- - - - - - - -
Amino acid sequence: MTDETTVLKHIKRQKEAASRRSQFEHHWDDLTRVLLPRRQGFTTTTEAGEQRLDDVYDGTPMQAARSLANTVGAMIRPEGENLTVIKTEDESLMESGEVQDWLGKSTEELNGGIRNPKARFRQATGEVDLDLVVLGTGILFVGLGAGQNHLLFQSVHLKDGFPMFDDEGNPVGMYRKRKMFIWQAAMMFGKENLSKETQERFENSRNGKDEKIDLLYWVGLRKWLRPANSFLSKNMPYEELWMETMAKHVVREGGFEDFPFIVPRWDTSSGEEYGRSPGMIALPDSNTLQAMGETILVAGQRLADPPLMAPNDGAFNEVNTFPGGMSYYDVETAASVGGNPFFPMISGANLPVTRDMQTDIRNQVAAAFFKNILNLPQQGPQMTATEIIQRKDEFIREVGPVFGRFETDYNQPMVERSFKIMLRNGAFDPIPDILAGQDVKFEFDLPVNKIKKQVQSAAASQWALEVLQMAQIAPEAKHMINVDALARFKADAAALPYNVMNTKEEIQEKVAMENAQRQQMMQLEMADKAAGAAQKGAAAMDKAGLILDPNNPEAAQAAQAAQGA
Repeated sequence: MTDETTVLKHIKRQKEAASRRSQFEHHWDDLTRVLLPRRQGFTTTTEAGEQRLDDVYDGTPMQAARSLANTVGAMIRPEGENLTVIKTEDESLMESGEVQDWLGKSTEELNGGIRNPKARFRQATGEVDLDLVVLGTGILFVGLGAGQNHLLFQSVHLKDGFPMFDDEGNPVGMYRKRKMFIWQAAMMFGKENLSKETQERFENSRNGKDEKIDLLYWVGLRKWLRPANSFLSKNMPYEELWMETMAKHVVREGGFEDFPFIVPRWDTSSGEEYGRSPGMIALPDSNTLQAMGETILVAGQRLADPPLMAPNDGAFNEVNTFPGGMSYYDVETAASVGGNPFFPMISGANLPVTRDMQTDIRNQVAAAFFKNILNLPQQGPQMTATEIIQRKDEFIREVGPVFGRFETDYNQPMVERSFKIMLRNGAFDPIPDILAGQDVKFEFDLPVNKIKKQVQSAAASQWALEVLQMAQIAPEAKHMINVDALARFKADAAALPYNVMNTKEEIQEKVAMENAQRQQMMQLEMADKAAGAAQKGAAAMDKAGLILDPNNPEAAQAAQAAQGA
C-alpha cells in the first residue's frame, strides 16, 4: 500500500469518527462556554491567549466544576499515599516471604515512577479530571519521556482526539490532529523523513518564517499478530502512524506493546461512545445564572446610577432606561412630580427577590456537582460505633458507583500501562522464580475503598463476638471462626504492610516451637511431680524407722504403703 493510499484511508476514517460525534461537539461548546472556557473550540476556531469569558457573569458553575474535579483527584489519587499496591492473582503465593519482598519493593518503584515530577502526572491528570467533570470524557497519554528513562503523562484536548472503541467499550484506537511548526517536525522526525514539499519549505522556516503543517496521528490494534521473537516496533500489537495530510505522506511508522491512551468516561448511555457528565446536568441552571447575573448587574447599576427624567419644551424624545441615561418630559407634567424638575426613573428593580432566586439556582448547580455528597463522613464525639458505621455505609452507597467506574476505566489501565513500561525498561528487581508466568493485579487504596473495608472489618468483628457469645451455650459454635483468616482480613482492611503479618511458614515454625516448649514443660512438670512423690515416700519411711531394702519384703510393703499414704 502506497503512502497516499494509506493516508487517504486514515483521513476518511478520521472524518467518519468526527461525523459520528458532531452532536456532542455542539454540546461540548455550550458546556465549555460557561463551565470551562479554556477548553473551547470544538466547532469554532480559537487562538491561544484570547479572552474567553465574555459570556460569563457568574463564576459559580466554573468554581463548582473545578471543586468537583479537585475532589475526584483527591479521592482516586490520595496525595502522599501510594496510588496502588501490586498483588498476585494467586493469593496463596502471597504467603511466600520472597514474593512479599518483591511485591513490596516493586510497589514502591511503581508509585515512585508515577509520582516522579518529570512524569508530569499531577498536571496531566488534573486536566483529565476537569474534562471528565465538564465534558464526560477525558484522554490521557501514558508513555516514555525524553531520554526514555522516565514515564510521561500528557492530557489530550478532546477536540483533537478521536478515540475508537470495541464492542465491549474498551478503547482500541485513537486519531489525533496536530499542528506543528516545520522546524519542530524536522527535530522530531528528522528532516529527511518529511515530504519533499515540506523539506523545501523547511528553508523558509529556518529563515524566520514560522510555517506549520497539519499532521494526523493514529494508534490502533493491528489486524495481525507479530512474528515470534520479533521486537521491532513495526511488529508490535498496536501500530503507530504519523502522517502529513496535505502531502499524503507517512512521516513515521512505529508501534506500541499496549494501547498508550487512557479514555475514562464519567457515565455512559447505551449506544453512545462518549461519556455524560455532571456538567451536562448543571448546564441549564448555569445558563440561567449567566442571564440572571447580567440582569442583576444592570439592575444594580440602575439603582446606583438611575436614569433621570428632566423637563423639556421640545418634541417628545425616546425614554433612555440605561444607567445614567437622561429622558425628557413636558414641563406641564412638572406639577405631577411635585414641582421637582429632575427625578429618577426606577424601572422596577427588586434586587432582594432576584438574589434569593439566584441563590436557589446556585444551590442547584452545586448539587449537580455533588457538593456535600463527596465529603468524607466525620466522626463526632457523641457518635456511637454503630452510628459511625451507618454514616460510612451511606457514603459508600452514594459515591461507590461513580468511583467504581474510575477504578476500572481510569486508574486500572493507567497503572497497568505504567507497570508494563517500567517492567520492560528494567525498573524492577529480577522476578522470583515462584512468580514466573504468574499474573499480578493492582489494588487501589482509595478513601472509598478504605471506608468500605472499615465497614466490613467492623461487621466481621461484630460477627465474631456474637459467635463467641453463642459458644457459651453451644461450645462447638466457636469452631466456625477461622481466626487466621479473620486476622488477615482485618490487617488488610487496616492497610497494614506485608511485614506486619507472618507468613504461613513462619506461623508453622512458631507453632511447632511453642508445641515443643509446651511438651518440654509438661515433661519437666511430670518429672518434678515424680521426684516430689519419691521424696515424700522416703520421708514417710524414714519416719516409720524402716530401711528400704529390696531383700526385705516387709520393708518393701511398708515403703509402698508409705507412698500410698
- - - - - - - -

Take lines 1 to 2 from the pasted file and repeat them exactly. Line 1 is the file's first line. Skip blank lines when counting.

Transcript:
Amino acid sequence: MTDETTVLKHIKRQKEAASRRSQFEHHWDDLTRVLLPRRQGFTTTTEAGEQRLDDVYDGTPMQAARSLANTVGAMIRPEGENLTVIKTEDESLMESGEVQDWLGKSTEELNGGIRNPKARFRQATGEVDLDLVVLGTGILFVGLGAGQNHLLFQSVHLKDGFPMFDDEGNPVGMYRKRKMFIWQAAMMFGKENLSKETQERFENSRNGKDEKIDLLYWVGLRKWLRPANSFLSKNMPYEELWMETMAKHVVREGGFEDFPFIVPRWDTSSGEEYGRSPGMIALPDSNTLQAMGETILVAGQRLADPPLMAPNDGAFNEVNTFPGGMSYYDVETAASVGGNPFFPMISGANLPVTRDMQTDIRNQVAAAFFKNILNLPQQGPQMTATEIIQRKDEFIREVGPVFGRFETDYNQPMVERSFKIMLRNGAFDPIPDILAGQDVKFEFDLPVNKIKKQVQSAAASQWALEVLQMAQIAPEAKHMINVDALARFKADAAALPYNVMNTKEEIQEKVAMENAQRQQMMQLEMADKAAGAAQKGAAAMDKAGLILDPNNPEAAQAAQAAQGA
Repeated sequence: MTDETTVLKHIKRQKEAASRRSQFEHHWDDLTRVLLPRRQGFTTTTEAGEQRLDDVYDGTPMQAARSLANTVGAMIRPEGENLTVIKTEDESLMESGEVQDWLGKSTEELNGGIRNPKARFRQATGEVDLDLVVLGTGILFVGLGAGQNHLLFQSVHLKDGFPMFDDEGNPVGMYRKRKMFIWQAAMMFGKENLSKETQERFENSRNGKDEKIDLLYWVGLRKWLRPANSFLSKNMPYEELWMETMAKHVVREGGFEDFPFIVPRWDTSSGEEYGRSPGMIALPDSNTLQAMGETILVAGQRLADPPLMAPNDGAFNEVNTFPGGMSYYDVETAASVGGNPFFPMISGANLPVTRDMQTDIRNQVAAAFFKNILNLPQQGPQMTATEIIQRKDEFIREVGPVFGRFETDYNQPMVERSFKIMLRNGAFDPIPDILAGQDVKFEFDLPVNKIKKQVQSAAASQWALEVLQMAQIAPEAKHMINVDALARFKADAAALPYNVMNTKEEIQEKVAMENAQRQQMMQLEMADKAAGAAQKGAAAMDKAGLILDPNNPEAAQAAQAAQGA